her accusation, the sandy police must have planted the shell casing in order to link chris' missing gun to the crime scene. you think it would be hard for people to accept the idea that this detective would do something as unethical as plant evidence. >> it was not there. i know that. >> reporter: the sandy police department categorically denied the accusation. but as those loft friends heard more of chris wright's side of the story from bianca, they became convinced he was innocent. >> there were so many parts of the puzzle that were not adding up. >> reporter: unless, they reasoned, unless someone they knew very well wanted chris to take the fall. the dark suspicion wafted through the corridors of that old chocolate factory. perhaps police, they said, arrested the wrong neighbor. >> he had the perfect patsy in christopher.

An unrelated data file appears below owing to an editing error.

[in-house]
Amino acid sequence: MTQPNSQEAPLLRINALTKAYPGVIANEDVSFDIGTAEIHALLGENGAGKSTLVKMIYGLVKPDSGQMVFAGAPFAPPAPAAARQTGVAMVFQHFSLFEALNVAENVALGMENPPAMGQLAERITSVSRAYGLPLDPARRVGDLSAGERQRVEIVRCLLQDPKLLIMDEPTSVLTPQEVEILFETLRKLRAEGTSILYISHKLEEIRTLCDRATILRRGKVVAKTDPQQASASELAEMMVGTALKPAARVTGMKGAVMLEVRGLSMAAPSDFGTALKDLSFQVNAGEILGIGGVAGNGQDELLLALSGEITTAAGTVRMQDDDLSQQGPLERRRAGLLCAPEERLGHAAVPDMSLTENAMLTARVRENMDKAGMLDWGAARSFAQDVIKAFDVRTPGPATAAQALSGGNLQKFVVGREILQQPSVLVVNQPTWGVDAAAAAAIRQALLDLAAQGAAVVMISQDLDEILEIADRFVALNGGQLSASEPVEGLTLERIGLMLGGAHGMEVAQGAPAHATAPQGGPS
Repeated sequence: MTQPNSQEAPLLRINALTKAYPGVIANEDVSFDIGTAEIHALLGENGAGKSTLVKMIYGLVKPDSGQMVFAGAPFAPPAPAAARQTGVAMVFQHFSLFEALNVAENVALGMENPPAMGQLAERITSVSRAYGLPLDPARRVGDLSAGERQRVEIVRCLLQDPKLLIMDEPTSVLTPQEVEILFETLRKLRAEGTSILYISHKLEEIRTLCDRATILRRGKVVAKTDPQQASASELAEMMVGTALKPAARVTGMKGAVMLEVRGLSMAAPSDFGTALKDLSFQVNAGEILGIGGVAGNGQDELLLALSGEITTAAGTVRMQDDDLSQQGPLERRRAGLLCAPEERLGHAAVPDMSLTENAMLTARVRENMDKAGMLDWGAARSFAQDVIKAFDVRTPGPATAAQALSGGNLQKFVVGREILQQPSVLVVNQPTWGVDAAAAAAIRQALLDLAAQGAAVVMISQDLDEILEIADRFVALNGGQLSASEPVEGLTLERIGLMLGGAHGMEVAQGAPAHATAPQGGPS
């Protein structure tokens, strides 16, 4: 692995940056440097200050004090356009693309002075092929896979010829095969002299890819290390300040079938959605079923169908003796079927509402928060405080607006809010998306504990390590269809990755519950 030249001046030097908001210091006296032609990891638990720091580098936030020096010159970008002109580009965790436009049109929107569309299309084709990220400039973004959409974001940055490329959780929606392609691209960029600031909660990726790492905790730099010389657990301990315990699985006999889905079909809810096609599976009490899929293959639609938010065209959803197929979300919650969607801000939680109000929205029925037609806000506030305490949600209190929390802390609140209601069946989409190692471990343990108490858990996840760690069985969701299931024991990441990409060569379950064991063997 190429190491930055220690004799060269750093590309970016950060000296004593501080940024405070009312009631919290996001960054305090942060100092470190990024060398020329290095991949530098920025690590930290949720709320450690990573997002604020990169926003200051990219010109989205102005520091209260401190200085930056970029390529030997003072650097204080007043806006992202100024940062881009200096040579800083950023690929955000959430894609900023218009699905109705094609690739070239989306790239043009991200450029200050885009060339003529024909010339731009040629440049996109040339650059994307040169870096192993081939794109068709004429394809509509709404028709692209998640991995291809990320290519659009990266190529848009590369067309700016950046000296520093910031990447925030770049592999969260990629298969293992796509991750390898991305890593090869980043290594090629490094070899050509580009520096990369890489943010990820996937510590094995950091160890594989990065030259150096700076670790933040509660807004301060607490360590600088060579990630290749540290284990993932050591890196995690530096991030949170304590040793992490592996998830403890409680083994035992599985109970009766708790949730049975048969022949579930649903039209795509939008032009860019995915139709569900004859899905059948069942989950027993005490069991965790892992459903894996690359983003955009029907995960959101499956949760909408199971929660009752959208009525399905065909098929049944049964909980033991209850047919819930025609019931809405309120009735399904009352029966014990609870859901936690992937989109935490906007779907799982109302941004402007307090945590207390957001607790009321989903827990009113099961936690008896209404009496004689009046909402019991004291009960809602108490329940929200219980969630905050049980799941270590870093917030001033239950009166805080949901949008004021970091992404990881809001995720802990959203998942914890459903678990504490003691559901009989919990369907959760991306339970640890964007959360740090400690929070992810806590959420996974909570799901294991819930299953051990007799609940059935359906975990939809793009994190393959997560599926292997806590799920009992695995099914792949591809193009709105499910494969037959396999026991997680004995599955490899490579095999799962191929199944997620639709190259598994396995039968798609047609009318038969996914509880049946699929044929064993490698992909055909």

>> the neighbors start comparing notes and realize someone in their circle was not who he seemed. coming up -- >> we were astounded. i remember saying to him, what? >> when "dateline" continues. ro, white, outer layer of your tooth surface. the thing that's really important to dentists is to make sure that that enamel stays strong and resilient for a lifetime. the more that we can strengthen and re-harden that tooth surface, the whiter their patients' teeth are going to be. dentists are going to really want to recommend pronamel strong and bright. it helps to strengthen and re-harden the enamel. it also has stain lifting action. it's going to give their patients the protection that they need & the whiter teeth that they want. but when i started seeing things, i didn't know what was happening... so i kept it in. he started believing things that weren't true. i knew something was wrong... but i didn't say a word.